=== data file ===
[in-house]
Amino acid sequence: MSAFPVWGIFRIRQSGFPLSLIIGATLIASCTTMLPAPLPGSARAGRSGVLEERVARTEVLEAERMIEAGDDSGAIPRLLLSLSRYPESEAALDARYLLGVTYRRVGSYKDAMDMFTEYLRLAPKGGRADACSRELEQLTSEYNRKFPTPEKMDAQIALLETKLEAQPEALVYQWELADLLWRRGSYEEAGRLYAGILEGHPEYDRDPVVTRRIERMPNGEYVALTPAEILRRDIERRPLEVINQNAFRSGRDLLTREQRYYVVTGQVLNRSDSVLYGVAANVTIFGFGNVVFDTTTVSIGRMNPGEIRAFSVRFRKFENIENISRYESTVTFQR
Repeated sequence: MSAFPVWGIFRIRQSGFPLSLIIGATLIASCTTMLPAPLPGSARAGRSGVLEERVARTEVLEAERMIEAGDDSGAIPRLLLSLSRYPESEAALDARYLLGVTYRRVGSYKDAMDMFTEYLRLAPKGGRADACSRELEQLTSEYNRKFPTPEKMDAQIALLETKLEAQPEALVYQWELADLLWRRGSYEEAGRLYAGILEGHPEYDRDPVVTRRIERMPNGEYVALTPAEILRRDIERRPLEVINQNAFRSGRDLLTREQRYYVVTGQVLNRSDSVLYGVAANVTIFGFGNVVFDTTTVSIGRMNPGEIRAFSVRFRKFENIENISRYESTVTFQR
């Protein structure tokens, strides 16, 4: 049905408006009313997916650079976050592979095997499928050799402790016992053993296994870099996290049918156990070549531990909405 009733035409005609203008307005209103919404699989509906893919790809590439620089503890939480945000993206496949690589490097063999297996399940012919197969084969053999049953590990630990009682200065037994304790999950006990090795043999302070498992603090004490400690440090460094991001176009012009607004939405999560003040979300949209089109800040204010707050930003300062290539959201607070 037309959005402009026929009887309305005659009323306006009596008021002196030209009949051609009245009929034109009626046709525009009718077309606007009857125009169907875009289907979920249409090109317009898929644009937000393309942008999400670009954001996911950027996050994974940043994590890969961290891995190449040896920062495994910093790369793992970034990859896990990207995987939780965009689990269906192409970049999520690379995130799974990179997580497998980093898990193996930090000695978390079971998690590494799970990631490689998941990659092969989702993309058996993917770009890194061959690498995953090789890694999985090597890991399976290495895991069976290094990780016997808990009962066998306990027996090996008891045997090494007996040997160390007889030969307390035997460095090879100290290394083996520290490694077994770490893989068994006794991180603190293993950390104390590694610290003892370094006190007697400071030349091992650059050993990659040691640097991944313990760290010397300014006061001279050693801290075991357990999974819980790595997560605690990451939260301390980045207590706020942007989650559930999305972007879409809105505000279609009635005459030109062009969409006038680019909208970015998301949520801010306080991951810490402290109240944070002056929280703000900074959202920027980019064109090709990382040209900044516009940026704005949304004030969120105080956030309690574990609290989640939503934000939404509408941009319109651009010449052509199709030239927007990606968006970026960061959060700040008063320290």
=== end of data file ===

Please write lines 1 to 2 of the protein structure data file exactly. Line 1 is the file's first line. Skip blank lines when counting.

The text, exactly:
[in-house]
Amino acid sequence: MSAFPVWGIFRIRQSGFPLSLIIGATLIASCTTMLPAPLPGSARAGRSGVLEERVARTEVLEAERMIEAGDDSGAIPRLLLSLSRYPESEAALDARYLLGVTYRRVGSYKDAMDMFTEYLRLAPKGGRADACSRELEQLTSEYNRKFPTPEKMDAQIALLETKLEAQPEALVYQWELADLLWRRGSYEEAGRLYAGILEGHPEYDRDPVVTRRIERMPNGEYVALTPAEILRRDIERRPLEVINQNAFRSGRDLLTREQRYYVVTGQVLNRSDSVLYGVAANVTIFGFGNVVFDTTTVSIGRMNPGEIRAFSVRFRKFENIENISRYESTVTFQR